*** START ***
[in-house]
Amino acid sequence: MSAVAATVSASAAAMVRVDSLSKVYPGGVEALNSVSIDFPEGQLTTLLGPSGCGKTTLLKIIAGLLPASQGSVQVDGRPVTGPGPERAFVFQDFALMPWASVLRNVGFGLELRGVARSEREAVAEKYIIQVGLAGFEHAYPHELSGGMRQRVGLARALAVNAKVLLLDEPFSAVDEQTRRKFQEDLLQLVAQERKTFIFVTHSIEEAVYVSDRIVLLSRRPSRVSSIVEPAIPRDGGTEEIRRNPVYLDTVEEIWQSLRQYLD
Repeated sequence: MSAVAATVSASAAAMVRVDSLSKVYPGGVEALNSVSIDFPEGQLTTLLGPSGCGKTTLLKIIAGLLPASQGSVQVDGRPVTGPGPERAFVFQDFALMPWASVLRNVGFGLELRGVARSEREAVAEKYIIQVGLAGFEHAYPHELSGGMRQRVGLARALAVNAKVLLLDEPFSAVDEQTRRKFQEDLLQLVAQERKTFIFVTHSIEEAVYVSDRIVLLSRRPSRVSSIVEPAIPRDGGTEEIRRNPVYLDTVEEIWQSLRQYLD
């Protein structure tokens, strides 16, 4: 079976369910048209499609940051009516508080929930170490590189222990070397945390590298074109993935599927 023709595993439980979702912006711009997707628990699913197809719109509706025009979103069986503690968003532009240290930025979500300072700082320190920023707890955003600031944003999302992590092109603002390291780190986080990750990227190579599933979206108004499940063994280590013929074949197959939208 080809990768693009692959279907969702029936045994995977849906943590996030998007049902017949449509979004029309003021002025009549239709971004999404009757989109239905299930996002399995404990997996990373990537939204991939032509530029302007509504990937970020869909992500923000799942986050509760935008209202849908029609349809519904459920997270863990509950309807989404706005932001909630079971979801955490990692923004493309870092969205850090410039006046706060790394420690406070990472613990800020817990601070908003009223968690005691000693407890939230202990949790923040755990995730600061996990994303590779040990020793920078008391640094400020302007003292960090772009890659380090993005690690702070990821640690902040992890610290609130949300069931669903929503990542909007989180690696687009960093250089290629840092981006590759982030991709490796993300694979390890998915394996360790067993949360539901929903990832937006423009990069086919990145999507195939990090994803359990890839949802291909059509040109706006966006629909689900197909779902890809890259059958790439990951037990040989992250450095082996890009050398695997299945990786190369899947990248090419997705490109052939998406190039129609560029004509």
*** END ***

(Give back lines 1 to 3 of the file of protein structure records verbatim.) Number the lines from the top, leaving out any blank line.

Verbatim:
[in-house]
Amino acid sequence: MSAVAATVSASAAAMVRVDSLSKVYPGGVEALNSVSIDFPEGQLTTLLGPSGCGKTTLLKIIAGLLPASQGSVQVDGRPVTGPGPERAFVFQDFALMPWASVLRNVGFGLELRGVARSEREAVAEKYIIQVGLAGFEHAYPHELSGGMRQRVGLARALAVNAKVLLLDEPFSAVDEQTRRKFQEDLLQLVAQERKTFIFVTHSIEEAVYVSDRIVLLSRRPSRVSSIVEPAIPRDGGTEEIRRNPVYLDTVEEIWQSLRQYLD
Repeated sequence: MSAVAATVSASAAAMVRVDSLSKVYPGGVEALNSVSIDFPEGQLTTLLGPSGCGKTTLLKIIAGLLPASQGSVQVDGRPVTGPGPERAFVFQDFALMPWASVLRNVGFGLELRGVARSEREAVAEKYIIQVGLAGFEHAYPHELSGGMRQRVGLARALAVNAKVLLLDEPFSAVDEQTRRKFQEDLLQLVAQERKTFIFVTHSIEEAVYVSDRIVLLSRRPSRVSSIVEPAIPRDGGTEEIRRNPVYLDTVEEIWQSLRQYLD